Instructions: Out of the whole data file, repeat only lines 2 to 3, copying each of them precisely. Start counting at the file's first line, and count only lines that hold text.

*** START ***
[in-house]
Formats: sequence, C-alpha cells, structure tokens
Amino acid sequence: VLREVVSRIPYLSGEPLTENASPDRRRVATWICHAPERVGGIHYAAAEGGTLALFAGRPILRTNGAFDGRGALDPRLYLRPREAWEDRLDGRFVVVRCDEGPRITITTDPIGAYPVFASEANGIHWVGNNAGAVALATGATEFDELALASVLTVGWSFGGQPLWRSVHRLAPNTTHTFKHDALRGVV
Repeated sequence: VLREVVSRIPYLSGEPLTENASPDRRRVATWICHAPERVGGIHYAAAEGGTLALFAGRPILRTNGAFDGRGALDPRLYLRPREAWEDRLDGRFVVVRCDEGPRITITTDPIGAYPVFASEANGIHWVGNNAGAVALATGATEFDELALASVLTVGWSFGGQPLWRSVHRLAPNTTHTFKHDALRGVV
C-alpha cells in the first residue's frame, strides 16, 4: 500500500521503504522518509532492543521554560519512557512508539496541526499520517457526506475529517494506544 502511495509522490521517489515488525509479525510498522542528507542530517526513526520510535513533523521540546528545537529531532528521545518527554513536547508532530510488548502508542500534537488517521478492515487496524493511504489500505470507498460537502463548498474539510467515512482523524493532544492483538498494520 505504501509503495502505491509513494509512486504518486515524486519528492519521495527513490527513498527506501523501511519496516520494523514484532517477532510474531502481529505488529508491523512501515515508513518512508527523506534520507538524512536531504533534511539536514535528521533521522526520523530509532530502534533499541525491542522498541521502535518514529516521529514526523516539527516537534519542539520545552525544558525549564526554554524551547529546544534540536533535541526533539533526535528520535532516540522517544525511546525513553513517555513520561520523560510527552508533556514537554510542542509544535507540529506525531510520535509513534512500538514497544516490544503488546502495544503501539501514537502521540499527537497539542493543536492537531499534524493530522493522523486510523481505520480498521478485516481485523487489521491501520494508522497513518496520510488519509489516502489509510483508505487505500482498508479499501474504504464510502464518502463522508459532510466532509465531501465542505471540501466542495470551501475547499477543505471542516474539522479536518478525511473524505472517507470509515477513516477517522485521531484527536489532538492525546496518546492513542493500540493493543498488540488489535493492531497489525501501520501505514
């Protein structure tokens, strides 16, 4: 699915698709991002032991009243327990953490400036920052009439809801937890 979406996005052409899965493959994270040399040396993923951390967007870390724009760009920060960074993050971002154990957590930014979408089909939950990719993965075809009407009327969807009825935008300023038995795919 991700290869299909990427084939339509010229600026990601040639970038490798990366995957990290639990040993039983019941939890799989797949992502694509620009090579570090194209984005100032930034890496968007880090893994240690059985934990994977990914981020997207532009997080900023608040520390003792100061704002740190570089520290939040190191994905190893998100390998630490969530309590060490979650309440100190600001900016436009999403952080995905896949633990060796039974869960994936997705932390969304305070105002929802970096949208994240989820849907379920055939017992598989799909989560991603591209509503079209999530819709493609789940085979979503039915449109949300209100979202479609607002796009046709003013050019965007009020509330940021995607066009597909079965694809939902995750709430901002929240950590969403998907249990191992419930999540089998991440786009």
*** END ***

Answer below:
Formats: sequence, C-alpha cells, structure tokens
Amino acid sequence: VLREVVSRIPYLSGEPLTENASPDRRRVATWICHAPERVGGIHYAAAEGGTLALFAGRPILRTNGAFDGRGALDPRLYLRPREAWEDRLDGRFVVVRCDEGPRITITTDPIGAYPVFASEANGIHWVGNNAGAVALATGATEFDELALASVLTVGWSFGGQPLWRSVHRLAPNTTHTFKHDALRGVV